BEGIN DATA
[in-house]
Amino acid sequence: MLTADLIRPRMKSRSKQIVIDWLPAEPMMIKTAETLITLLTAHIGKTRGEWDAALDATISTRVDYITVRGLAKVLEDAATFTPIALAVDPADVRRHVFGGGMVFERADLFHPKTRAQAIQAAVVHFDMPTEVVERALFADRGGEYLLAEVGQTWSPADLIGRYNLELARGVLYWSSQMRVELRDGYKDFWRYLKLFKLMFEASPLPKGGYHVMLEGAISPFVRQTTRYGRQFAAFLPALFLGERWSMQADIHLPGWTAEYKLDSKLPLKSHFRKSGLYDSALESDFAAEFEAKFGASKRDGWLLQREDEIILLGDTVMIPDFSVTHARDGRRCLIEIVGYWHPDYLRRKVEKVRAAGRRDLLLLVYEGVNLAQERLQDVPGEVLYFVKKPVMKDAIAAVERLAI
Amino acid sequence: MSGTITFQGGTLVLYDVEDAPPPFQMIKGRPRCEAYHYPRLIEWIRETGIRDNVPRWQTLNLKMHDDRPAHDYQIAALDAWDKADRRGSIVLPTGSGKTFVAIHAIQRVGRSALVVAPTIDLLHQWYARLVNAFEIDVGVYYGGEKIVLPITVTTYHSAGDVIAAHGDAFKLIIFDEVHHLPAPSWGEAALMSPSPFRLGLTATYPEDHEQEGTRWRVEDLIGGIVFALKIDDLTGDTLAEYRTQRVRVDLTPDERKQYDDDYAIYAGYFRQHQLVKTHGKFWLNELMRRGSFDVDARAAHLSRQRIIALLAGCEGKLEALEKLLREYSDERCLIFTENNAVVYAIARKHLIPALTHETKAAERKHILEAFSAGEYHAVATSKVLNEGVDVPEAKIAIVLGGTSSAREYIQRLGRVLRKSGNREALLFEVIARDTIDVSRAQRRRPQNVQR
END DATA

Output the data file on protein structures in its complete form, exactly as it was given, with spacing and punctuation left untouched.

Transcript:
[in-house]
Amino acid sequence: MLTADLIRPRMKSRSKQIVIDWLPAEPMMIKTAETLITLLTAHIGKTRGEWDAALDATISTRVDYITVRGLAKVLEDAATFTPIALAVDPADVRRHVFGGGMVFERADLFHPKTRAQAIQAAVVHFDMPTEVVERALFADRGGEYLLAEVGQTWSPADLIGRYNLELARGVLYWSSQMRVELRDGYKDFWRYLKLFKLMFEASPLPKGGYHVMLEGAISPFVRQTTRYGRQFAAFLPALFLGERWSMQADIHLPGWTAEYKLDSKLPLKSHFRKSGLYDSALESDFAAEFEAKFGASKRDGWLLQREDEIILLGDTVMIPDFSVTHARDGRRCLIEIVGYWHPDYLRRKVEKVRAAGRRDLLLLVYEGVNLAQERLQDVPGEVLYFVKKPVMKDAIAAVERLAI
Amino acid sequence: MSGTITFQGGTLVLYDVEDAPPPFQMIKGRPRCEAYHYPRLIEWIRETGIRDNVPRWQTLNLKMHDDRPAHDYQIAALDAWDKADRRGSIVLPTGSGKTFVAIHAIQRVGRSALVVAPTIDLLHQWYARLVNAFEIDVGVYYGGEKIVLPITVTTYHSAGDVIAAHGDAFKLIIFDEVHHLPAPSWGEAALMSPSPFRLGLTATYPEDHEQEGTRWRVEDLIGGIVFALKIDDLTGDTLAEYRTQRVRVDLTPDERKQYDDDYAIYAGYFRQHQLVKTHGKFWLNELMRRGSFDVDARAAHLSRQRIIALLAGCEGKLEALEKLLREYSDERCLIFTENNAVVYAIARKHLIPALTHETKAAERKHILEAFSAGEYHAVATSKVLNEGVDVPEAKIAIVLGGTSSAREYIQRLGRVLRKSGNREALLFEVIARDTIDVSRAQRRRPQNVQR